When I travel for work, I am normally accompanied by my oldest son, who happens to be exceptionally tall and in extremely good shape. It’s sort of like having a personal bodyguard with you at all times. I’m used to this and it’s created a tendency in me to go anywhere that strikes my fancy and talk to anyone I feel like.
Its easy to feel free when you have Brawno the Brave standing next to you looking down on whomever I’ve become psychologically fascinated with at that particular moment. He’s used to my adventurous tendencies. His brother, however, is not.
This last trip to Texas, my youngest son, Brandon, came with me to assist. After we checked into the hotel, I decided to wander around and see the sites. Right behind the hotel, I found a river that had cool little pathways winding around it, bridges, all sorts of neat stuff and I was drawn like a moth to a flame. About two minutes after we sat down to drink our beer, I noticed a lot of other people sort of silhouetted under the bridge. One of them noticed that I was smoking and came to bum a cigarette. This is how we met Fast Black (I’m not kidding). When he found out we were from San Francisco (you can’t explain Middletown to people like Fast Black – SF is easier, trust me) he engaged Brandon in a rousing discussion on Rappers and demonstrated some of his own talents for us.
Pretty soon others began to gather around and I decided I wanted to photograph these guys. Brandon was not so sure that bringing my camera into this situation was the best of ideas, but I had a plan. I had Fast Black walk us to the liquor store. This was quite a journey in and of itself, stepping over people’s beds, avoiding the random needle, watching two people squabble over the dregs of a bottle, things like this. For me this was good material, for Brandon, who happens to be a bit more realistic about things than I am, this was alarming. On the way we picked up T-Bird who decided to help Fast Black navigate me through “the jungle”. This was probably a good thing as my cigarettes had been spotted and I was beginning to feel reminiscent of the Pied Piper with a trail of drug addicts falling behind me.
I bought a case of Bud and two packs of Marlboros and returned to the Jungle with it. The idea was to hand out the beer and smokes to anyone who would let me photograph them. It worked great at first. Needless to say, we were quite popular. Fast Black was very proud to be involved in this and was orchestrating my photo shoot like an old pro. Within seconds we had quite the crowd. And I must say, they turned out to be wonderful subjects and quite a group of hams, actually. Brandon was dolling out the beer and smokes, I was clicking away, and then we came down to the last beer. That was when the Switch Blade came out. Fast Black was in this guy’s face within a second and I was pretty sure this guy was all noise. I started to scold him in my best mommy fashion, but as I was doing this, a hand was on the back of my shirt, dragging me, backwards, up the steps to the Sheraton.
“Mom? Are you OUT of your mind? Seriously, are you? You could have gotten us killed!”
“Oh, we were fine. Besides, they were interesting to photograph.”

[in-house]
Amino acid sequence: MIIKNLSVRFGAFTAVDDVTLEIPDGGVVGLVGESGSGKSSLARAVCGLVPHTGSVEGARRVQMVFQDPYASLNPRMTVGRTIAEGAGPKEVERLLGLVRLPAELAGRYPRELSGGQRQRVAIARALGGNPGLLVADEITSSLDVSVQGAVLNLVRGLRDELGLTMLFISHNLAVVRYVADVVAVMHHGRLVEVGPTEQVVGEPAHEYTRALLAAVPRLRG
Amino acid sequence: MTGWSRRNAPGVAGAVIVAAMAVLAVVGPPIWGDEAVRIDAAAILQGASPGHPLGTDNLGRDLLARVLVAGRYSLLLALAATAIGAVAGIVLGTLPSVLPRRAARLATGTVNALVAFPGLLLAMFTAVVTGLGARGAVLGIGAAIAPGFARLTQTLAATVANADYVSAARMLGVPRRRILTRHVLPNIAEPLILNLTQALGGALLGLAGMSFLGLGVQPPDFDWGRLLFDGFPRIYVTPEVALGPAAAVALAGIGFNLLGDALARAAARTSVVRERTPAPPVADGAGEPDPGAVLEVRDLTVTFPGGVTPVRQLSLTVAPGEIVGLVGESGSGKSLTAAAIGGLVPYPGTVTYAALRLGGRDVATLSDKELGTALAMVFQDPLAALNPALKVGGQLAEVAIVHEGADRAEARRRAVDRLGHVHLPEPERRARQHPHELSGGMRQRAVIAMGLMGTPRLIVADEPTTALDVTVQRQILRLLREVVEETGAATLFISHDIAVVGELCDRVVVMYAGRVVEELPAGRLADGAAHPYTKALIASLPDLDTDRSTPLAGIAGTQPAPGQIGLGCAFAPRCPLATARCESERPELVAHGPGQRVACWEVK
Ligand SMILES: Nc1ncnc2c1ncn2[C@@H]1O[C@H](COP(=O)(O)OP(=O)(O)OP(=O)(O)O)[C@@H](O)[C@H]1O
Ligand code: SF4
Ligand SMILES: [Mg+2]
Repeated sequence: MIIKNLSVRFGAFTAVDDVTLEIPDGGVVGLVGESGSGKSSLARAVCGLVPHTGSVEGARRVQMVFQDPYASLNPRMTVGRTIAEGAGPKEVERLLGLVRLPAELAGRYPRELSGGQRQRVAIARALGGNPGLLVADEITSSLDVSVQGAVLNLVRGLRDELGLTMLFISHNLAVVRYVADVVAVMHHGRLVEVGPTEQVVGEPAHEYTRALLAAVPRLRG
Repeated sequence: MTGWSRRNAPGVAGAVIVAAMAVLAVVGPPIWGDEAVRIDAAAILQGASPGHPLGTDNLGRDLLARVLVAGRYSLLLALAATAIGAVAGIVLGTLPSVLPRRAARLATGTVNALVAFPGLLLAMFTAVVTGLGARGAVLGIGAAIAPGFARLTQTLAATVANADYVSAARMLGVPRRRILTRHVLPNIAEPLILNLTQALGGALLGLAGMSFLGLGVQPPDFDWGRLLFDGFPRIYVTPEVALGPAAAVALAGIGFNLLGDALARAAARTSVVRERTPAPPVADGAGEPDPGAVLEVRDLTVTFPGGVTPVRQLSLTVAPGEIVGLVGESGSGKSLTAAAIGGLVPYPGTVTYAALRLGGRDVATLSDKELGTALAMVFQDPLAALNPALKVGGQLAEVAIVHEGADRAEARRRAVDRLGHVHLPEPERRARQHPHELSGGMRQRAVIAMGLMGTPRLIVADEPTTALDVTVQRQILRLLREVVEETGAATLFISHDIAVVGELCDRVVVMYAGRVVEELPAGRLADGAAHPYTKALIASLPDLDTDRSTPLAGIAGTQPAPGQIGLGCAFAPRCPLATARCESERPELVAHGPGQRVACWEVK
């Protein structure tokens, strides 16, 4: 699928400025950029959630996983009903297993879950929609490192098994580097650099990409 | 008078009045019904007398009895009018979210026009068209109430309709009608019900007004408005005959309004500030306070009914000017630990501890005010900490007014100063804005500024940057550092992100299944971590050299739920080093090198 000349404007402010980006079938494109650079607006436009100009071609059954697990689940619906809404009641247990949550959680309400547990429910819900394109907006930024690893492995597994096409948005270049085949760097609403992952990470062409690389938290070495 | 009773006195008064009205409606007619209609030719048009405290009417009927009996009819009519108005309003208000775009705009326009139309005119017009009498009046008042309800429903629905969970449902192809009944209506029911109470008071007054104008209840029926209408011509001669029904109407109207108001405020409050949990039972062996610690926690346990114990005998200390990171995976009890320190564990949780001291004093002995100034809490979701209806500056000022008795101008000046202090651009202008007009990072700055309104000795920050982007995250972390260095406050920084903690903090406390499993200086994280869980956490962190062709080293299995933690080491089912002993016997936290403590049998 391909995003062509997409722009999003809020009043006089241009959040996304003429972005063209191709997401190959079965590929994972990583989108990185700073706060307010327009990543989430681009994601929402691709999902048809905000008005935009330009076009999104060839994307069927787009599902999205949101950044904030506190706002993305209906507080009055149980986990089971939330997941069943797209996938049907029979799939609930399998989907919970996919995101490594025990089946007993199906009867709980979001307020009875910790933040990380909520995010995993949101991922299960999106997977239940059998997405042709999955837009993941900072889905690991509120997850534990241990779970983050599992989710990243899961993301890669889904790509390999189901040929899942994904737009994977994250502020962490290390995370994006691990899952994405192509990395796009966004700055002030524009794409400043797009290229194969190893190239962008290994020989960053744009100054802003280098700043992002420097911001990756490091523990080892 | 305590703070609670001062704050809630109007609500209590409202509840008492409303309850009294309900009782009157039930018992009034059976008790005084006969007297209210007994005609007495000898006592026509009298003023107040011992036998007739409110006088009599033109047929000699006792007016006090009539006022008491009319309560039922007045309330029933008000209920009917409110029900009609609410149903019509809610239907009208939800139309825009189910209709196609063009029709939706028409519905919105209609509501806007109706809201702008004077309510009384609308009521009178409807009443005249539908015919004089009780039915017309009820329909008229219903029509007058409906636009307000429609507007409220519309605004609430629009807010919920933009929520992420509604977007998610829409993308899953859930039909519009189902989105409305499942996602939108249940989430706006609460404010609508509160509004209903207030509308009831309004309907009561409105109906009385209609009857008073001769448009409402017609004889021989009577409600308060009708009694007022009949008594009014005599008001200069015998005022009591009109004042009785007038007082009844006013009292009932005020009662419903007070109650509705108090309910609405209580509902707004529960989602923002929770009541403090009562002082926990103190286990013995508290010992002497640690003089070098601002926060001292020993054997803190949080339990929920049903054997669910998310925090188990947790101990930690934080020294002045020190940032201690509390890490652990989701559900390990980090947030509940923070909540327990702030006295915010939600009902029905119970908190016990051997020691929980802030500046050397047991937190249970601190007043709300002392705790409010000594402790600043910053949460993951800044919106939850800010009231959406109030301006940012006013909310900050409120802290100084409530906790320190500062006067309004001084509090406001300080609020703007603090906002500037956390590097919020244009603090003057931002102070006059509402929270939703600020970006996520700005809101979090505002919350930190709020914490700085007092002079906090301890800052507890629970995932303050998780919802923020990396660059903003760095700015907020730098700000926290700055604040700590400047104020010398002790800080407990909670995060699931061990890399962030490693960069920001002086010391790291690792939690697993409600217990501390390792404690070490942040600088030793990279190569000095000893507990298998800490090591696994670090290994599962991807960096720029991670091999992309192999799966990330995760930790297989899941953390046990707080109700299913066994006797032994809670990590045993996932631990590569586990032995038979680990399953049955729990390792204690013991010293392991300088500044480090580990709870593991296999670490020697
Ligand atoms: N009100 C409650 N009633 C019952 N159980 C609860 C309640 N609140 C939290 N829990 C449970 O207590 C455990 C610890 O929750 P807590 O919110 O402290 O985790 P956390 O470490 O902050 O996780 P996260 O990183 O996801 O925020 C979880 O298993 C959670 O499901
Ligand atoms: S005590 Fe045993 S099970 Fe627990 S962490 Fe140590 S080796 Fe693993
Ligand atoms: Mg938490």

“I see. Here we are in a beautiful city, full of beautiful people, and you want to shoot the crack heads. Great. Please tell me that you wouldn’t have done that alone. Tell me, mother.” I assured him that I wouldn’t have, but nonetheless he wouldn’t let me out of his site after that, apparently convinced that if he turned his head, I was going to go racing back under the bridge to finish making my point to Mr. Switch Blade.
The next afternoon we were downtown having a beer in a Brandon Approved environment and my girlfriend called me to tell me she had booked my flight to Chicago.
“Cool! Hey, how far are we from Detroit? Sinead wants me to hop up there for a couple days to shoot.”
The fall out was immediate. Brandon spits out a mouthful of beer and chokes out the word “Detroit”. He’s gone white and his eyes are as big as silver dollars. “MOM! You are NOT going to Detroit! I absolutely forbid it! Fast Black is one thing, mom, but those guys in Detroit are not to be messed with! Those guys carry guns, mother. GUNS! Promise me you will not go to Detroit!” It was beyond funny. My girlfriend could hear him and was howling with laughter on the phone and no amount of anything could convince him that my purpose in going to Detroit was not to head down dark alleyways at midnight looking for gang members.
“Fast Black used to live in Detroit. Maybe he could hook me up with someone to show me around.”
I shouldn’t have said that. “What? Are you crazy? You are not going back under that bridge to talk to Fast Black, mom. I won’t have it.”
“I don’t have to go under the bridge. I have his address.”
“WHAT?! When did you get his address?”
“When he was showing me his gun shot wounds. I got it to send him the photos, of course.”
“Gun shot wounds?” He orders a shot of whiskey. “Gun shot wounds. Of course. Oh yes. The perfect person to tour you around Detroit. That’s wonderful, Mom. Good plan.”
He decided to tattle to his brother who did not help the situation at all. “He has a point, mom.”
“You aren’t seriously telling me that you think I would go looking for bad guys in Detroit, are you?”
“Mom, I don’t think you would go looking for them. But I’m pretty sure you would manage to find them without looking for them. You do this kind of thing everywhere we go, Mom. Remember all the homeless guys in Sacramento? How about Seattle, Mom, when you decided to take every street person’s photo holding your stuffed pink dragon? And what about Switzerland, mother? How you managed to find a crowd of low-lifes in a city like Zurich is still beyond me, but you did it. Brandon has a point, Mom. I’m not so sure Detroit on your own is such a good idea.”
It’s very difficult to win when they gang up against me. So I promised I would not go to Detroit alone. They were both pacified with that. What they missed was the word “alone”. Now I just have to figure out which one of them I’m taking with me.